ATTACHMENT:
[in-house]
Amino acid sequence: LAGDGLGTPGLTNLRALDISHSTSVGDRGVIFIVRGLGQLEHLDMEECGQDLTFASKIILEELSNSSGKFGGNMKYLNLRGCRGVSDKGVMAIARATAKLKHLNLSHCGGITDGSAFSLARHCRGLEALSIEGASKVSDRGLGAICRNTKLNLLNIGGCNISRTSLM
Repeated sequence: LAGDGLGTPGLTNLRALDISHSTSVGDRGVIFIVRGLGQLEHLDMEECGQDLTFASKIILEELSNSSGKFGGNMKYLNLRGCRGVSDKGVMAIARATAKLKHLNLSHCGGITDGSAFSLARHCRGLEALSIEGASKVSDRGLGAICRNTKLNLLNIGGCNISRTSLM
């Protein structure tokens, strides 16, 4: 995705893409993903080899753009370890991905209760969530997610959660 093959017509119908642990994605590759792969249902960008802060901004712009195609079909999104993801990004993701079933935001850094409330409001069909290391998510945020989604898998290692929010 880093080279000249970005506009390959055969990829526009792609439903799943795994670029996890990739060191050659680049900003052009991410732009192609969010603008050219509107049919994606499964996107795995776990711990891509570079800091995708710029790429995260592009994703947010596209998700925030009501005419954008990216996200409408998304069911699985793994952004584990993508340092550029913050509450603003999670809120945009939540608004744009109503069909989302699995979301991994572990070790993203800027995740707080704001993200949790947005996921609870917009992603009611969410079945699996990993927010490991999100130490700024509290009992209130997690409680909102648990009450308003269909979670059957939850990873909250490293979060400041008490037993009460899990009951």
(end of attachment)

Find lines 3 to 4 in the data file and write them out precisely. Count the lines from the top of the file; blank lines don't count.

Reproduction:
Repeated sequence: LAGDGLGTPGLTNLRALDISHSTSVGDRGVIFIVRGLGQLEHLDMEECGQDLTFASKIILEELSNSSGKFGGNMKYLNLRGCRGVSDKGVMAIARATAKLKHLNLSHCGGITDGSAFSLARHCRGLEALSIEGASKVSDRGLGAICRNTKLNLLNIGGCNISRTSLM
């Protein structure tokens, strides 16, 4: 995705893409993903080899753009370890991905209760969530997610959660 093959017509119908642990994605590759792969249902960008802060901004712009195609079909999104993801990004993701079933935001850094409330409001069909290391998510945020989604898998290692929010 880093080279000249970005506009390959055969990829526009792609439903799943795994670029996890990739060191050659680049900003052009991410732009192609969010603008050219509107049919994606499964996107795995776990711990891509570079800091995708710029790429995260592009994703947010596209998700925030009501005419954008990216996200409408998304069911699985793994952004584990993508340092550029913050509450603003999670809120945009939540608004744009109503069909989302699995979301991994572990070790993203800027995740707080704001993200949790947005996921609870917009992603009611969410079945699996990993927010490991999100130490700024509290009992209130997690409680909102648990009450308003269909979670059957939850990873909250490293979060400041008490037993009460899990009951």